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by Zachary Wilhide

I’d been gone for ten years and it didn’t take me more than a few stories from high school in between pints of beer to get Charlie Whitaker out to Lee Perdue’s field.

In school ole Charlie was an asshole. One time he hog-tied me naked and threw me in the girls’ locker room, and that was a good day. Got so bad that the day I graduated I wanted two things: To get the fuck out of that shit town and to never see Charlie again. In the decade since graduating I’d earned two business degrees, was newly married and was working at a Fortune 500 company. It was all hollow, though. Charlie was a hang nail on my life.

When I couldn’t get it up during sex I realized something needed to be done. I took some vacation days from the job. I told the wife I had some things to take care of and drove to that little Podunk town. Through some old friends I’d found Charlie at a blue collar dive bar. He recognized me when I walked in.

He extended a calloused hand and gripped mine in a vise-like handshake. His eyes were glassy, his grin insincere. I offered to buy a round and one turned into five more. We reminisced about high school. All of the shit he put me through was diluted through the years into small bursts of drunken laughter. I laughed, but didn’t find the stories funny.

In between the last two rounds I mentioned how I’d never been cow-tipping. Mischief gleamed in his eyes. He belched and told me about a pasture half a mile from the bar. I looked intrigued.

We finished our beers and headed out toward Perdue’s field. A hazy crescent moon hung in the sky. On our walk he clumsily tried to tip a lone cow that had wandered away from the herd. He missed and fell on his ass.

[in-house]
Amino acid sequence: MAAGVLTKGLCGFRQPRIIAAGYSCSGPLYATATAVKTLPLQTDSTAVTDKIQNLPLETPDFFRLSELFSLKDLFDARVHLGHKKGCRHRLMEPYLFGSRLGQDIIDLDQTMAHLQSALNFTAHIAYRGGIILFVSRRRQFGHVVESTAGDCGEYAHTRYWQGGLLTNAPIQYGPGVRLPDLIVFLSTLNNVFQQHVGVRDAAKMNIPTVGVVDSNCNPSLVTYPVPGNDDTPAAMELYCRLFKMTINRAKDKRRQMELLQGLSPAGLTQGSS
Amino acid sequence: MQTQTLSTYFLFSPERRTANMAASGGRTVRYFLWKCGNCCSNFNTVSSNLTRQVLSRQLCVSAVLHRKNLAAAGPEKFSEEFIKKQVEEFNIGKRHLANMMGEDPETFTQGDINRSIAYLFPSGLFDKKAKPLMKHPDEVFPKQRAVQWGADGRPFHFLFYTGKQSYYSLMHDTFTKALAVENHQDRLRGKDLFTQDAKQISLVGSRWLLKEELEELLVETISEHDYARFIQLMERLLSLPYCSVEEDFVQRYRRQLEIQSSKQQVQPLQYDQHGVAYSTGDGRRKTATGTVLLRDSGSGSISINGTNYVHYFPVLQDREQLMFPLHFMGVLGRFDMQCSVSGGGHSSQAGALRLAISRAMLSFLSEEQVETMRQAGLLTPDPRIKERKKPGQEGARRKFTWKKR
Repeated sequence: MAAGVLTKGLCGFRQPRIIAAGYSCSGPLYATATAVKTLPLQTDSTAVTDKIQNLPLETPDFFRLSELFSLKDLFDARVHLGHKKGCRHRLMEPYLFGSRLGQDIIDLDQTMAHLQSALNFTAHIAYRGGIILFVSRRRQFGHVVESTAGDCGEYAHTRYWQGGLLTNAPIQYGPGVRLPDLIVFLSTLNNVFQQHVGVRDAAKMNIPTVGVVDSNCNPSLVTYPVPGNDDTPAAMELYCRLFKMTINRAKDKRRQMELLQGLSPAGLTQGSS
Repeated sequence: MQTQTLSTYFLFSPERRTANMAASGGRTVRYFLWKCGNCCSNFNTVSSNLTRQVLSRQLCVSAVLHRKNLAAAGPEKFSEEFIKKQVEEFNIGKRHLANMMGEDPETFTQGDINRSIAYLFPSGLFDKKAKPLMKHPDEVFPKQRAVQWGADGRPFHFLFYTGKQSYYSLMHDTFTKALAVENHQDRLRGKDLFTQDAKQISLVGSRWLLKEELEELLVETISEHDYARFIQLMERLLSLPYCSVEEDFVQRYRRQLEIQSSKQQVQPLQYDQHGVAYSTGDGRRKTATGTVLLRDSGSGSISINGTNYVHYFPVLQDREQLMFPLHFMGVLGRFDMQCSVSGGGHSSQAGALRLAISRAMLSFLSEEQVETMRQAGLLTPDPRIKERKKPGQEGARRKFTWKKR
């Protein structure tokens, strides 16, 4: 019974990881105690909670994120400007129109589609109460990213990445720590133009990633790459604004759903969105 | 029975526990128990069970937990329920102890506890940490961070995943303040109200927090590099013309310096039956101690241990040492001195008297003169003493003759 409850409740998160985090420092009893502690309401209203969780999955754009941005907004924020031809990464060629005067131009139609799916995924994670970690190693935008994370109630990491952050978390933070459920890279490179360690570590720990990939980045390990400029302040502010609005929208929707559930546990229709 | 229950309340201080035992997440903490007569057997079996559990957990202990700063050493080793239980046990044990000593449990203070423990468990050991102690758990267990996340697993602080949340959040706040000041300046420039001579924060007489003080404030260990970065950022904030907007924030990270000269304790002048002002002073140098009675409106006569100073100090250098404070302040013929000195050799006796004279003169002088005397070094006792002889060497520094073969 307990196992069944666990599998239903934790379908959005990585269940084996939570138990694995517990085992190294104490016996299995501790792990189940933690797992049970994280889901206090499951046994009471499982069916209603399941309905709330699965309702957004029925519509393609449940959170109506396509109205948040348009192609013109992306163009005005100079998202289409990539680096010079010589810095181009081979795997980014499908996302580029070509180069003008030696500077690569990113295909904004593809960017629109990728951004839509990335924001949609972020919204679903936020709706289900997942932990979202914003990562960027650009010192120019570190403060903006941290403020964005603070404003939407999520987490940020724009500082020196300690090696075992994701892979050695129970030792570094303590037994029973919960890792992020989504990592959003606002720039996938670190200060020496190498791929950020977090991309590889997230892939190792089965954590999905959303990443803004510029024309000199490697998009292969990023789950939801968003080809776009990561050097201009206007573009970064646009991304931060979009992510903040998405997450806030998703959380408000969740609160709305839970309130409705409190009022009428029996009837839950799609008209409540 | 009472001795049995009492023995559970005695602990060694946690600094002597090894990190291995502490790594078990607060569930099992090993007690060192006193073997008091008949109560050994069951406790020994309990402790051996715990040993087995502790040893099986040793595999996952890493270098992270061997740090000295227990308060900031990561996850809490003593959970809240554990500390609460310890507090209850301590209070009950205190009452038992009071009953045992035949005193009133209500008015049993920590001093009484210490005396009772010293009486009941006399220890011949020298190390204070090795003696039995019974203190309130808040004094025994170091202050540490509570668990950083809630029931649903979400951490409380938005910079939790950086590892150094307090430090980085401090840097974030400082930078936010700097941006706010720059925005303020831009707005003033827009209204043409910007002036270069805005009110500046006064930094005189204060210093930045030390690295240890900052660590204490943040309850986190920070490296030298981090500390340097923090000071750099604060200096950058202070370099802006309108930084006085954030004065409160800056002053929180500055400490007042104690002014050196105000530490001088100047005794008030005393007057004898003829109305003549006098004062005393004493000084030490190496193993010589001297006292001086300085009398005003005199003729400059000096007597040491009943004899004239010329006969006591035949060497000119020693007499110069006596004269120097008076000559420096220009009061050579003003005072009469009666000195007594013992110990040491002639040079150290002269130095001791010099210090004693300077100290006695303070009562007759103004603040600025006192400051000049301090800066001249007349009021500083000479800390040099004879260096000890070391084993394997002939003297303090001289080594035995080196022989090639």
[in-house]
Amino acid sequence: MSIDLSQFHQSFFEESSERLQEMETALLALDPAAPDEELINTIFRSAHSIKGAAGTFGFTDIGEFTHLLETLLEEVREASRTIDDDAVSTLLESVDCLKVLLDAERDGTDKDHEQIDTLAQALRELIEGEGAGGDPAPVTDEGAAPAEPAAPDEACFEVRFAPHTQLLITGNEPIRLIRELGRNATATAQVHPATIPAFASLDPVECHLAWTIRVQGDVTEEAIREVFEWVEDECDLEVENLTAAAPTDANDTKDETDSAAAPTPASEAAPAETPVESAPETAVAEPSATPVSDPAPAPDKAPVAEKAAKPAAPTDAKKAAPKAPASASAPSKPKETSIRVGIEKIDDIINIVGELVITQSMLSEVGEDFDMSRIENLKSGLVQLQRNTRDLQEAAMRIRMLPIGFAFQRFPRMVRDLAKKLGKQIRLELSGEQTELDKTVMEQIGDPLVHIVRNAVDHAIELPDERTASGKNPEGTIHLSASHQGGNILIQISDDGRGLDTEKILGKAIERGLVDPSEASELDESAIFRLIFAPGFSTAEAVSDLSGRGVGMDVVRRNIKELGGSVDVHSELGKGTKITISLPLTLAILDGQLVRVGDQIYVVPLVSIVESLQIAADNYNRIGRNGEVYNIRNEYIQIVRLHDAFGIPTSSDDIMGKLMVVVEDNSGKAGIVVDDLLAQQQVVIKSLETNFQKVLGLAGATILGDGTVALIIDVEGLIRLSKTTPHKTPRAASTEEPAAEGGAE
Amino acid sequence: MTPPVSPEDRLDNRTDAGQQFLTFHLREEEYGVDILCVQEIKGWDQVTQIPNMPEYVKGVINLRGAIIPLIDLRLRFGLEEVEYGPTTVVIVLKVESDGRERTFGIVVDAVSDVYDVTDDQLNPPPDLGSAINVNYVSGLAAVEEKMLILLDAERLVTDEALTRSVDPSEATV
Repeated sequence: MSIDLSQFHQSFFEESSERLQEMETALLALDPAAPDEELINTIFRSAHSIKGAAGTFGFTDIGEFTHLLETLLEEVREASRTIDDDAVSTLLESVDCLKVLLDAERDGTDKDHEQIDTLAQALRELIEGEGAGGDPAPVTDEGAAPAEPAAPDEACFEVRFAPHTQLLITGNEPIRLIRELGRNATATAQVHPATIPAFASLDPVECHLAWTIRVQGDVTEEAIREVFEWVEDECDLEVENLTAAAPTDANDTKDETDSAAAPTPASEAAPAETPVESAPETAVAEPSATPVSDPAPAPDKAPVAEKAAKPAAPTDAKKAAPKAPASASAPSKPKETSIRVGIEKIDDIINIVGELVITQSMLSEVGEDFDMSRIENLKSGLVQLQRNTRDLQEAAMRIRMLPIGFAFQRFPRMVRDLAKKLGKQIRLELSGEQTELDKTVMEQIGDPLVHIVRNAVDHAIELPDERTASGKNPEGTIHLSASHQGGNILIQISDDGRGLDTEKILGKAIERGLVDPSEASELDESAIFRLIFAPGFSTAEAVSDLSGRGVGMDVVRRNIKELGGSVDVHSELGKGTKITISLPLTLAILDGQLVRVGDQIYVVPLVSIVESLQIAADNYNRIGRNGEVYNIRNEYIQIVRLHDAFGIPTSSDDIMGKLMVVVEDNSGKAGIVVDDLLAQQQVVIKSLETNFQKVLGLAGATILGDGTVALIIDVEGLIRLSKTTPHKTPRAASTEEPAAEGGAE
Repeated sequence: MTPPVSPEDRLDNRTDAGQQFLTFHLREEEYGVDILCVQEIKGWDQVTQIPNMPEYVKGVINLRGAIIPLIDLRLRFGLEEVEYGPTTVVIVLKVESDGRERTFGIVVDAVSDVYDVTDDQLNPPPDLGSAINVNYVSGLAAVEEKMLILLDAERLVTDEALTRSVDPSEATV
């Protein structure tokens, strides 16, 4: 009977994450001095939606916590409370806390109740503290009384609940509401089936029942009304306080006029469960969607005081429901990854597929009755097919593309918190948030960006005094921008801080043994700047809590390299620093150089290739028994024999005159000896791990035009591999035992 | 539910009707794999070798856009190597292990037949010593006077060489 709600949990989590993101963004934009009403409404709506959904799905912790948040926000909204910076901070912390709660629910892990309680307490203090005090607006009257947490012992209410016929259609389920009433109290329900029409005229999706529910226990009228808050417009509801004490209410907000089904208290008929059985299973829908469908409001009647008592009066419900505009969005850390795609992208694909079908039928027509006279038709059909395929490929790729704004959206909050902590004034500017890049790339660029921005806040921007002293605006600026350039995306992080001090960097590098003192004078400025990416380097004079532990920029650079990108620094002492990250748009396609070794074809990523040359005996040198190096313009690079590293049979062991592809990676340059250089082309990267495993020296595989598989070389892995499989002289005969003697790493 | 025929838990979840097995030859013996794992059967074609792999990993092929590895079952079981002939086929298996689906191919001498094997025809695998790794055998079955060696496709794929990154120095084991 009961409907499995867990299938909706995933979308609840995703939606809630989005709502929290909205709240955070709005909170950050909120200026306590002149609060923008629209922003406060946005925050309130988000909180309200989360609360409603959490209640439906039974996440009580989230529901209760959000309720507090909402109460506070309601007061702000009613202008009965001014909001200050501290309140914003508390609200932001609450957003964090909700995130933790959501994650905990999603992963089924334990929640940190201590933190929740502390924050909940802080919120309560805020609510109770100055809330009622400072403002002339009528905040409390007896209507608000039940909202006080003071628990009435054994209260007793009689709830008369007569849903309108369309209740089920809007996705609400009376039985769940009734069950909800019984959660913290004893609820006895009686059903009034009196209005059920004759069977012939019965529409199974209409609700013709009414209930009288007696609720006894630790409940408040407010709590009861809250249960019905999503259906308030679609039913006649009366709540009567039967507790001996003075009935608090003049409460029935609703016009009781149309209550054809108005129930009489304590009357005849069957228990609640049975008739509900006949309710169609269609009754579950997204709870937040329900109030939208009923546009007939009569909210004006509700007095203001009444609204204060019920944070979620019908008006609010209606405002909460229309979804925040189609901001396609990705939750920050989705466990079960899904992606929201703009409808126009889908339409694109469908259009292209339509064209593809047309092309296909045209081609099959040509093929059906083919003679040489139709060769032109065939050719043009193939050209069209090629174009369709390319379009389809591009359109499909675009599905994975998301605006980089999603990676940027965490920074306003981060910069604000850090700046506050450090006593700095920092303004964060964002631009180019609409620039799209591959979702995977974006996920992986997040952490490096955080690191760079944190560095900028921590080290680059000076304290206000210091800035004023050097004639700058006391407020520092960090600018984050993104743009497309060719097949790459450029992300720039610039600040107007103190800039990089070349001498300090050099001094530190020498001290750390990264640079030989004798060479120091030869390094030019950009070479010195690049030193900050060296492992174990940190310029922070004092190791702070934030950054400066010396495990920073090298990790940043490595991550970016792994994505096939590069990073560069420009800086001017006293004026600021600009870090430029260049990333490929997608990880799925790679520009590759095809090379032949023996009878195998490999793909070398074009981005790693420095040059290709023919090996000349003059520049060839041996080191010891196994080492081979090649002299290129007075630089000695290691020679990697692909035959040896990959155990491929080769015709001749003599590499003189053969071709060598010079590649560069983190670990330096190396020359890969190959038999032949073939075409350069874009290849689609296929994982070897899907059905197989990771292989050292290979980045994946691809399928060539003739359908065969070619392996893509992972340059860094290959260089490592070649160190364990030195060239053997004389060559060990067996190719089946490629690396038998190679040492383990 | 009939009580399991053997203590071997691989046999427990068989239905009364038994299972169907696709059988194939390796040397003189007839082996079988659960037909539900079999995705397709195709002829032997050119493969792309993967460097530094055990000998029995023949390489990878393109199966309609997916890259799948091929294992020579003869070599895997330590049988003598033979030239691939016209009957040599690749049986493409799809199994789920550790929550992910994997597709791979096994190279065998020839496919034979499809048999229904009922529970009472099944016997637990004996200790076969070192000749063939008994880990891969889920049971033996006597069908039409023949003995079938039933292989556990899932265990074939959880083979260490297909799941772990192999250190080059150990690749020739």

I told him I saw some cows up a ways. It was too dark and the trees were too thick to see the gate at the top. I’m sure he was too drunk to remember anyway.

Near the top of the hill, Charlie stopped. I heard a zipper and a steady stream hitting the grass. I opened the gate and stood quiet among the foliage. The bull trotted out. Aimless at first, it soon spotted Charlie.

He didn’t even have time to put his dick away. The moonlight accentuated charging black muscle and white horns. Bones crunched and blood sprayed in the air. Charlie went limp. The bull trotted off down the hill.

I knelt beside Charlie. The grass was slick with blood and dew. Flecks of white poked through his chest. His eyes stared at the sky, fixed and unblinking. I stood and took a deep, relaxing breath. My dick was hard as a rock.


Zach Wilhide has had stories published in Shotgun Honey, Near to the Knuckle and Out of the Gutter Online. To contact him simply follow the sounds of heavy metal, foul language and weight plates slamming on the ground — he answers to the name of “Whyte Devil.”

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